As far as cost is concerned there is general agreement that buying the best condition car (body/chassis wise) you can afford is the way to go. Restoring "basket cases" ie rusty cars can be very expensive in the long run. The mechanical fixes are not difficult and is generally the part of the project we all "enjoy" the most.
Repairing and/or replacing major pieces of bodywork or even worse trying to repair rusted out chassis members on a tight budget can be hearbreaking and what's worse is the car can't be driven while you're doing it.
The TR6 is not a particularly valuable classic (at least not yet) current value is roughly US$6,000 to 12,000 depending on the condition
Hope this helps put it into perspective.
 
OP
bash

bash

Jedi Trainee
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Thanks for the quick responses! If I do manage to convince myself (and my wife!!) that this is a good idea I am sure I will be asking a lot of questions on this forum!

My goal is to take a car that isn't being used and use it - I don't want to get involved in concourse type restoration - never interested me, though I love to see the cars at shows. As for timescale, I had in mind 1 year to get into condition where I feel comfortable driving it around the neighbourhood, and five years to have it to a point where I feel it is up to long road trips. This seems like a fairly leisurely pace to me, but you may disagree! Out of interest, how long did you take to restore your cars? I suspect that the answer is that it is never actually finished - if owning a Triumph for five years taught me anything, it is that by the time you have finished replacing things, the first jobs are ready to be repeated...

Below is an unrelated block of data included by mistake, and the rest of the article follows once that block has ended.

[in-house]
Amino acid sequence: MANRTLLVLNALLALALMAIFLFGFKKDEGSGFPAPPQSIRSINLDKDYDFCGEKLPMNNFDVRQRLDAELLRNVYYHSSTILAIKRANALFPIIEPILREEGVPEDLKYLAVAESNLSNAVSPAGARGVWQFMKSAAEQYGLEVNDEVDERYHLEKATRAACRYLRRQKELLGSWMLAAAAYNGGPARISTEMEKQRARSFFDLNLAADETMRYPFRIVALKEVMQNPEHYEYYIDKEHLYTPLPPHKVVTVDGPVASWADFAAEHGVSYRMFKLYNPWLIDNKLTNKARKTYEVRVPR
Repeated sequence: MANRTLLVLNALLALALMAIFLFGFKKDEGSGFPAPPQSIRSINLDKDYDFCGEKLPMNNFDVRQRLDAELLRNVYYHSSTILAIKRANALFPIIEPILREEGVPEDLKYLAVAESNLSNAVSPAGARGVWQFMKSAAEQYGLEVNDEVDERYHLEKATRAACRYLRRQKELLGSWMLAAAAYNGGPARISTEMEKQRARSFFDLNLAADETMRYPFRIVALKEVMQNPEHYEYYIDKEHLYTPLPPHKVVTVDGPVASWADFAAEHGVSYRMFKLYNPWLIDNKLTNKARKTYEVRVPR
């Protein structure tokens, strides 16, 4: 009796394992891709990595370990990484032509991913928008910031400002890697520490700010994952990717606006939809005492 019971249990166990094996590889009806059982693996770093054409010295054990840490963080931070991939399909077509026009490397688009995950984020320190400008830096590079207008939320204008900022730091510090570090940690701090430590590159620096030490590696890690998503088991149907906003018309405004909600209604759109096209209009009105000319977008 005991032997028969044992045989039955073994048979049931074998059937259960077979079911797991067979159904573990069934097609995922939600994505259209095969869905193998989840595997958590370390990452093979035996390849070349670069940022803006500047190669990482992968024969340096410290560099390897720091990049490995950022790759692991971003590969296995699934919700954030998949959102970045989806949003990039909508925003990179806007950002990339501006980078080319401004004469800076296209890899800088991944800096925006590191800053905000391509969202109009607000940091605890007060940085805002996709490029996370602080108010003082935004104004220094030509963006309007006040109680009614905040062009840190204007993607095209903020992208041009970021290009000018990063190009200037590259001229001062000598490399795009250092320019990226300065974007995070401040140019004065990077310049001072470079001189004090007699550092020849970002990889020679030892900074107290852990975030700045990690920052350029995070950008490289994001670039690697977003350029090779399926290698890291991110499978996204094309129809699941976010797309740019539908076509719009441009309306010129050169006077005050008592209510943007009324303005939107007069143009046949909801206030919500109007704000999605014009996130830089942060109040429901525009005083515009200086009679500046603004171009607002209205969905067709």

One comment does worry me - I am 6'2" tall - am I going to have trouble fitting in a TR6? The last time I sat in one I fit with no problems, though that was at a BL dealer when I was 6 years old...

Once again, thanks for your replies.
 

Mickey Richaud

Moderator
Staff member
Platinum
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Sounds like your expectations match what you're in for. The restoration on the TR3 took me a little over two years. I did everything but the paint and the engine rebuild. And did that in a two-car garage, with the wife's SUV in there with it. We had parts in the garage, in the back yard, in the attic, under the beds, and no telling where else!

The MGB is taking a little longer, as I rebuilt the engine as well. Plus, it's a unibody, which, at least for me, has been more difficult to do. And you're right - they never are REALLY finished. Always something else to do (or do over!).

As for the height issue, I'm 5'10", so no problems here. I suspect being 6'2" isn't either.

Mickey
 

AltaKnight

Jedi Knight
Offline
I'm 6'-1" and fitting into the TR6 is not an issue.
What could be an issue is girth+height!
None of us is getting any thinner. /ubbthreads/images/graemlins/frown.gif
Of course a smaller steering wheel is always an option /ubbthreads/images/graemlins/lol.gif
 

KLUTZ

Luke Skywalker
Offline
[ QUOTE ]

One comment does worry me - I am 6'2" tall - am I going to have trouble fitting in a TR6? The last time I sat in one I fit with no problems, though that was at a BL dealer when I was 6 years old...

Once again, thanks for your replies.

[/ QUOTE ]

My comment wasn't based on the height issue /ubbthreads/images/graemlins/frown.gif
It was a width issue. /ubbthreads/images/graemlins/tongue.gif